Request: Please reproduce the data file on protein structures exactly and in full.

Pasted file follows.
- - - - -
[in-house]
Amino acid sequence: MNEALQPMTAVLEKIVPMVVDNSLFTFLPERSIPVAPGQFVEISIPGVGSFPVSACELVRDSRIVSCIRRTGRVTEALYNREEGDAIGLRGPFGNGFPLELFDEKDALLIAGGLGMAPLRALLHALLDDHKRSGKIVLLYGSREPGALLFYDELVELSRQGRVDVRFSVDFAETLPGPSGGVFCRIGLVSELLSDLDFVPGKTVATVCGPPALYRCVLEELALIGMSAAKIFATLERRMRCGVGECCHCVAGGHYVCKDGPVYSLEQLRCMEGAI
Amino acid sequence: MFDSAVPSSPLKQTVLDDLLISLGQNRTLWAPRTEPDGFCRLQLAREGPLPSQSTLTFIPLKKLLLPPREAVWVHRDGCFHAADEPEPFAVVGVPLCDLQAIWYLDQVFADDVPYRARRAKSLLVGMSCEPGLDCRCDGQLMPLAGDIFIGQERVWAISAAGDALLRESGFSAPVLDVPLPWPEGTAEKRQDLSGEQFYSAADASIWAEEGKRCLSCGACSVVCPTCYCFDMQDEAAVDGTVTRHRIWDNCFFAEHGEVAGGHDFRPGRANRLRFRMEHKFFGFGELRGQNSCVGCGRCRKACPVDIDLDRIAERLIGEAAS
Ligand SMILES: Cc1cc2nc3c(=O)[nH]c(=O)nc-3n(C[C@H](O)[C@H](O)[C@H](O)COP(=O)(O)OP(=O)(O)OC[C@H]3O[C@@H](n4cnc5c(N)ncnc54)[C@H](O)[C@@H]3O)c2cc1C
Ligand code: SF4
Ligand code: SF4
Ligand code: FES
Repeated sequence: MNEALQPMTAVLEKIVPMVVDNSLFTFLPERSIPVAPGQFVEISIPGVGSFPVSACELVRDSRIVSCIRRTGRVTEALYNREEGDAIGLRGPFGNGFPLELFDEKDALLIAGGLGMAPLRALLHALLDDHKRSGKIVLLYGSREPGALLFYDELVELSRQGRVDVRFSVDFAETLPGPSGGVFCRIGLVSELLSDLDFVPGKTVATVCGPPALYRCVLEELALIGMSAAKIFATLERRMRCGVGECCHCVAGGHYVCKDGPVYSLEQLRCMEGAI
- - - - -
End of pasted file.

[in-house]
Amino acid sequence: MNEALQPMTAVLEKIVPMVVDNSLFTFLPERSIPVAPGQFVEISIPGVGSFPVSACELVRDSRIVSCIRRTGRVTEALYNREEGDAIGLRGPFGNGFPLELFDEKDALLIAGGLGMAPLRALLHALLDDHKRSGKIVLLYGSREPGALLFYDELVELSRQGRVDVRFSVDFAETLPGPSGGVFCRIGLVSELLSDLDFVPGKTVATVCGPPALYRCVLEELALIGMSAAKIFATLERRMRCGVGECCHCVAGGHYVCKDGPVYSLEQLRCMEGAI
Amino acid sequence: MFDSAVPSSPLKQTVLDDLLISLGQNRTLWAPRTEPDGFCRLQLAREGPLPSQSTLTFIPLKKLLLPPREAVWVHRDGCFHAADEPEPFAVVGVPLCDLQAIWYLDQVFADDVPYRARRAKSLLVGMSCEPGLDCRCDGQLMPLAGDIFIGQERVWAISAAGDALLRESGFSAPVLDVPLPWPEGTAEKRQDLSGEQFYSAADASIWAEEGKRCLSCGACSVVCPTCYCFDMQDEAAVDGTVTRHRIWDNCFFAEHGEVAGGHDFRPGRANRLRFRMEHKFFGFGELRGQNSCVGCGRCRKACPVDIDLDRIAERLIGEAAS
Ligand SMILES: Cc1cc2nc3c(=O)[nH]c(=O)nc-3n(C[C@H](O)[C@H](O)[C@H](O)COP(=O)(O)OP(=O)(O)OC[C@H]3O[C@@H](n4cnc5c(N)ncnc54)[C@H](O)[C@@H]3O)c2cc1C
Ligand code: SF4
Ligand code: SF4
Ligand code: FES
Repeated sequence: MNEALQPMTAVLEKIVPMVVDNSLFTFLPERSIPVAPGQFVEISIPGVGSFPVSACELVRDSRIVSCIRRTGRVTEALYNREEGDAIGLRGPFGNGFPLELFDEKDALLIAGGLGMAPLRALLHALLDDHKRSGKIVLLYGSREPGALLFYDELVELSRQGRVDVRFSVDFAETLPGPSGGVFCRIGLVSELLSDLDFVPGKTVATVCGPPALYRCVLEELALIGMSAAKIFATLERRMRCGVGECCHCVAGGHYVCKDGPVYSLEQLRCMEGAI